The battle between the Imperium and Chaos then is not the story of the old empire falling to the barbarians at the gates but the story of two equals fighting for dominance. The Empire of the Eye has stood almost as long as the Imperium and its history is just as rich and complex as that of its real space reflection.

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When Roboute Guilliman arrived in the 40k setting earlier this year I was furious. I even wrote a long and extremely angry blog post, which thankfully I never posted, decrying the state of the world and GW’s decision to put profit over quality. To me the daemon primarchs belonged in the setting and their return was welcome but their flesh and blood brothers should have stayed dead. I got over it though. Guilliman may walk and talk but the galaxy is a big place and his presence hasn’t impinged on my enjoyment of the game one way or another. I even read Guy Haley’s Dark Imperium (and, beneath my dwarf-like contempt for this newfangled tinkering with the established lore, secretly rather enjoyed it).

The age of the Emperor ended when he was placed upon the golden throne. This is the story of twin empires locked in a struggle to the death and of brothers fighting over their father’s kingdom.

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Warhammer as was told the story of many races, empires and nations. Age of Sigmar is a veritable soup of them. Nor do all of those stories focus around human protagonists. Central themes in the World That Was included the age long struggle between the self-righteous Elves of Ulthuan and their infinitely superior kin in Naggaroth, whilst dwarves, skaven and goblins battled in the sunless depths without anyone in the Empire or Bretonnia even knowing about it.

Without Chaos however 40k runs the risk of being a one horse town, with the Imperium at the heart of every story. Sure there are epic confrontations going on in the margins, the Eldar battling the Tyranids at Valedor, the Orks also fighting the Tyranids in Octarius, but in the main it’s all been about the Imperium. What’s more, for all the Chaos has traditionally been presented as the biggest baddy of them all, in recent years it’s star had started to wane. Bigger threats were descending on the galaxy, threats which would see all human life obliterated regardless of whether they worshipped a corpse god or grew tentacles from their ears. Either the Necrons were going to wake up and obliterate all organic life with the flick of a switch or the Tyranids were going to eat everyone. Against this Chaos was starting to feel a little weak. To criticise poor old Abaddon because you’ve never read the background and his arms keep falling off has long been akin to waving a flag and publicly declaring you’re an ass but even so one started to wonder if his long war wasn’t taking a little bit too long. Surely if he didn’t crack on his hordes would eventually come pouring from the Eye of Terror only to find a galaxy stripped of life and nothing left to fight but a lone genestealer fighting a broken necron in the ruins of the Imperial Palace. It’s one thing to unite the warring Chaos legions beneath one banner, quite another to take so long doing it that you end up missing the apocalypse you were planning to unleash. Yet whilst Abaddon was running the risk of being the big baddie who get’s beaten at the end of every episode some filthy xenos were about to blow up the whole galaxy – and that would never do.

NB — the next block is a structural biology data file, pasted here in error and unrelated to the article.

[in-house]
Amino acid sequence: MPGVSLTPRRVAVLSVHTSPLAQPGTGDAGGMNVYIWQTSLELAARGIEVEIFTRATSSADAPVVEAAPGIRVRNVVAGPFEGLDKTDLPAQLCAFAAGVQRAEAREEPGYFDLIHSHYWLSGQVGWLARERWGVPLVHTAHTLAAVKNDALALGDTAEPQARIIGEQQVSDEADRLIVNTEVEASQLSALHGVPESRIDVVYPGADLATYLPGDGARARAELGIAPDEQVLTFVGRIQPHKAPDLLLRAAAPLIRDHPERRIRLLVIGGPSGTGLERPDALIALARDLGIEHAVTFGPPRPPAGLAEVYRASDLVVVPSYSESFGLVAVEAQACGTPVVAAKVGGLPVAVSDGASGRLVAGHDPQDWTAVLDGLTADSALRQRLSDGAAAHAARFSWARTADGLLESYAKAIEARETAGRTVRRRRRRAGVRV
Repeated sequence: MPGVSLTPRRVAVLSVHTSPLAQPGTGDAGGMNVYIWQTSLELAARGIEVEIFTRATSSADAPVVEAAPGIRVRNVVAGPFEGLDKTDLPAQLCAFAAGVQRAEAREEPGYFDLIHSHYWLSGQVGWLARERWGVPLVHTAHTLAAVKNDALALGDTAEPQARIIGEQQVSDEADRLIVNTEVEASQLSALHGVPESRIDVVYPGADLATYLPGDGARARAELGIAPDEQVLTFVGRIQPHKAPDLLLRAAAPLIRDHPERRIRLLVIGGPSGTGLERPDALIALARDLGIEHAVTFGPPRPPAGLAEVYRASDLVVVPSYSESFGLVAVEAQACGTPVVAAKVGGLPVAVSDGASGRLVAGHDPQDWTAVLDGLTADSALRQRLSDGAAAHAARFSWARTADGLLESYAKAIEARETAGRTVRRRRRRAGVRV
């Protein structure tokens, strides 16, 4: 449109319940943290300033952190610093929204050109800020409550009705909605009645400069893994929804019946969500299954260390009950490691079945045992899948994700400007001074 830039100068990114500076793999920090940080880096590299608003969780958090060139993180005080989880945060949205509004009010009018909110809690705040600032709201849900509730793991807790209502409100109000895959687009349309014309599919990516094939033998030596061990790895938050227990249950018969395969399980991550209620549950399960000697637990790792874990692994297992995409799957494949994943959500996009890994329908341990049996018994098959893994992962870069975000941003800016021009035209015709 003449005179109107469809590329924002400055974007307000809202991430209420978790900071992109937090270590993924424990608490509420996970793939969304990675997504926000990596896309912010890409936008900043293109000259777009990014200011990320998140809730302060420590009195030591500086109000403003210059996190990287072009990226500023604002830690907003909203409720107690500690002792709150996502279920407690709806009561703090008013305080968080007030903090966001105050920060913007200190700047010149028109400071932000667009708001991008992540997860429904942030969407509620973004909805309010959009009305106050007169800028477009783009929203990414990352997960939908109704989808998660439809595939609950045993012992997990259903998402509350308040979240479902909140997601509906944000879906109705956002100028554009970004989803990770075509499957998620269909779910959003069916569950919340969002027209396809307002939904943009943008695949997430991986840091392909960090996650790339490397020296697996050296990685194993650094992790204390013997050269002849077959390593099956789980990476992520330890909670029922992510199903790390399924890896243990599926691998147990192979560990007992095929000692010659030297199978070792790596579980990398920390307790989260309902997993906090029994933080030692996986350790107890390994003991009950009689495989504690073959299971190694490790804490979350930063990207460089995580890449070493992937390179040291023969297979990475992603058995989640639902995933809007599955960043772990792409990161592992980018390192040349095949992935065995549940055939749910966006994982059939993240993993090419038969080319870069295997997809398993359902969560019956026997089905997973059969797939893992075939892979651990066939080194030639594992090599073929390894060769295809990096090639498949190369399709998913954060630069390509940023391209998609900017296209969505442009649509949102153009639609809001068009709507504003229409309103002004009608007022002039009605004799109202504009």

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Now this isn’t intended to do down the xenos (some of my best friends are xenos) who enrich the setting so deeply or to claim special treatment for my army just because I’m super special myself. Indeed I’d like to see the various alien races expanded upon further and with luck GW are cracking on behind the scenes with exactly that. However when the threat they pose reaches apocalyptic levels it risks becoming too abstract, too overwhelming, to engage with alone. When one looks at the innumerable hordes of the Tyranids pouring in from the depths of space one tends to think that the Imperium might as well just go home and put their feet up, they’re all going to be eaten whatever they do so there’s not much point struggling especially not when they already have a galaxy-sized guass flayer to their collective heads. Chaos though is an enemy you can fight – not just with your bolters in the burning streets, not just on the tabletop, but in your own heart and soul. No-one looks at a Tyranid and thinks “I really understand where these guys are coming from! If I was living in the 41st Millennium I’d want to strip planets of their biomass too!” I can’t put myself in the shoes of a soulless Necron automaton, and even the Eldar and Orks are relatively inscrutable and inhuman to our gaze. Chaos though speaks to us, to our ambition, to our righteous anger, to our will to freedom and self-determination, to our hunger to live, to our moral drives and the very emotions that make us human.

The Imperium needs an enemy we can empathise with, an enemy that speaks to us in our own voice so that we can cringe with horrified fascination as they tear each other apart. Ultimately if GW are serious about the 40k setting evolving then the Imperium needs an equal. It needs Chaos.

All artwork used belongs to Games Workshop and is used without permission as a result of sheer badness on my part.